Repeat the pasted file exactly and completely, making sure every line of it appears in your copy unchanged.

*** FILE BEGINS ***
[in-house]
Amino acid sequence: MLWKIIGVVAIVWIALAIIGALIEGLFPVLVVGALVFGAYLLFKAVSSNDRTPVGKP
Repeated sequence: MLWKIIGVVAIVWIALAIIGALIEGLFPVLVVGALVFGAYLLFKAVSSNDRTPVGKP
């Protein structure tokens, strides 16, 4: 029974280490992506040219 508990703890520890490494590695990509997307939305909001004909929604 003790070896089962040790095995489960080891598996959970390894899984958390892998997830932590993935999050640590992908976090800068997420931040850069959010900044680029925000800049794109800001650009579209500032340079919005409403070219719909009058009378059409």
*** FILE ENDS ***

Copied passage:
[in-house]
Amino acid sequence: MLWKIIGVVAIVWIALAIIGALIEGLFPVLVVGALVFGAYLLFKAVSSNDRTPVGKP
Repeated sequence: MLWKIIGVVAIVWIALAIIGALIEGLFPVLVVGALVFGAYLLFKAVSSNDRTPVGKP
């Protein structure tokens, strides 16, 4: 029974280490992506040219 508990703890520890490494590695990509997307939305909001004909929604 003790070896089962040790095995489960080891598996959970390894899984958390892998997830932590993935999050640590992908976090800068997420931040850069959010900044680029925000800049794109800001650009579209500032340079919005409403070219719909009058009378059409």